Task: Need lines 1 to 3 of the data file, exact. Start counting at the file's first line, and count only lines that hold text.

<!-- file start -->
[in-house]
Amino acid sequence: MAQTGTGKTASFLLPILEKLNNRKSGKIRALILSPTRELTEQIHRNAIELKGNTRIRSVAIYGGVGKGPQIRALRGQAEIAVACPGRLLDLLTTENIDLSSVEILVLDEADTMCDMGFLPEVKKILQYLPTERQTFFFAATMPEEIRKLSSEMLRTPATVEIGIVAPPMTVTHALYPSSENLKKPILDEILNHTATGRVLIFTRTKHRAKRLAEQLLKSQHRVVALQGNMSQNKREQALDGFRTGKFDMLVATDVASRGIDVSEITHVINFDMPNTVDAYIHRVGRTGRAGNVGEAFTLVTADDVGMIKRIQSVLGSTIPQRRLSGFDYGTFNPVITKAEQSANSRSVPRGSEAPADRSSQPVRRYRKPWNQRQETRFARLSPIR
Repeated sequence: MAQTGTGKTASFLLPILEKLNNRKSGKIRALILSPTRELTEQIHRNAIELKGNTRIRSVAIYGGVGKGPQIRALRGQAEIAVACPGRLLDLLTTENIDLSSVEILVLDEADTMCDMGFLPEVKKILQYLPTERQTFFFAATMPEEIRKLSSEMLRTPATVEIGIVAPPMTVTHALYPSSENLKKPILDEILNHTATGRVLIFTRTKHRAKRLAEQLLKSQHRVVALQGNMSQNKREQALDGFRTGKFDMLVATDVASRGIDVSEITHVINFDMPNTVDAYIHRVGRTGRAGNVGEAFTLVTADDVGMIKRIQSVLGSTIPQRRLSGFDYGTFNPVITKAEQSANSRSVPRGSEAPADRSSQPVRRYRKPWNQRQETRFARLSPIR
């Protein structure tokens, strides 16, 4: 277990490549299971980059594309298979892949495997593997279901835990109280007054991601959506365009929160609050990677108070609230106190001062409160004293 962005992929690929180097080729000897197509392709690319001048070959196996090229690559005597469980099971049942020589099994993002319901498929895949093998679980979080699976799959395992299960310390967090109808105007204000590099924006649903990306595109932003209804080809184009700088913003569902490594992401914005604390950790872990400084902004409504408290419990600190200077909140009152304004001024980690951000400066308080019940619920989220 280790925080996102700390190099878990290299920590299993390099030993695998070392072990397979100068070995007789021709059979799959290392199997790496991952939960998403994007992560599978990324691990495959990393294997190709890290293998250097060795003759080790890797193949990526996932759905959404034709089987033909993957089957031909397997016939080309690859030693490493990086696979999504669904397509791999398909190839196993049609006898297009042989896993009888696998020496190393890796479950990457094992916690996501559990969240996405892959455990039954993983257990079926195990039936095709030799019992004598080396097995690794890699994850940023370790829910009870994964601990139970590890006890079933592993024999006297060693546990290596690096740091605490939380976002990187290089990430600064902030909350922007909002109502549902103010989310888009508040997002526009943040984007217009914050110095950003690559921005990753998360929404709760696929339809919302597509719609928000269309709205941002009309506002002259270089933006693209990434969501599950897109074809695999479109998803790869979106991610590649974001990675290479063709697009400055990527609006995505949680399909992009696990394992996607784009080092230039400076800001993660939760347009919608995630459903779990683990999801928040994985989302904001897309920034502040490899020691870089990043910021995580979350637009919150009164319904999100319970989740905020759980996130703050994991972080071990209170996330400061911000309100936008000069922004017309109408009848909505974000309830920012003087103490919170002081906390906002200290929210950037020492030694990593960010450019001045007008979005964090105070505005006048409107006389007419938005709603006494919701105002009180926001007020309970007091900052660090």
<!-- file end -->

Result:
[in-house]
Amino acid sequence: MAQTGTGKTASFLLPILEKLNNRKSGKIRALILSPTRELTEQIHRNAIELKGNTRIRSVAIYGGVGKGPQIRALRGQAEIAVACPGRLLDLLTTENIDLSSVEILVLDEADTMCDMGFLPEVKKILQYLPTERQTFFFAATMPEEIRKLSSEMLRTPATVEIGIVAPPMTVTHALYPSSENLKKPILDEILNHTATGRVLIFTRTKHRAKRLAEQLLKSQHRVVALQGNMSQNKREQALDGFRTGKFDMLVATDVASRGIDVSEITHVINFDMPNTVDAYIHRVGRTGRAGNVGEAFTLVTADDVGMIKRIQSVLGSTIPQRRLSGFDYGTFNPVITKAEQSANSRSVPRGSEAPADRSSQPVRRYRKPWNQRQETRFARLSPIR
Repeated sequence: MAQTGTGKTASFLLPILEKLNNRKSGKIRALILSPTRELTEQIHRNAIELKGNTRIRSVAIYGGVGKGPQIRALRGQAEIAVACPGRLLDLLTTENIDLSSVEILVLDEADTMCDMGFLPEVKKILQYLPTERQTFFFAATMPEEIRKLSSEMLRTPATVEIGIVAPPMTVTHALYPSSENLKKPILDEILNHTATGRVLIFTRTKHRAKRLAEQLLKSQHRVVALQGNMSQNKREQALDGFRTGKFDMLVATDVASRGIDVSEITHVINFDMPNTVDAYIHRVGRTGRAGNVGEAFTLVTADDVGMIKRIQSVLGSTIPQRRLSGFDYGTFNPVITKAEQSANSRSVPRGSEAPADRSSQPVRRYRKPWNQRQETRFARLSPIR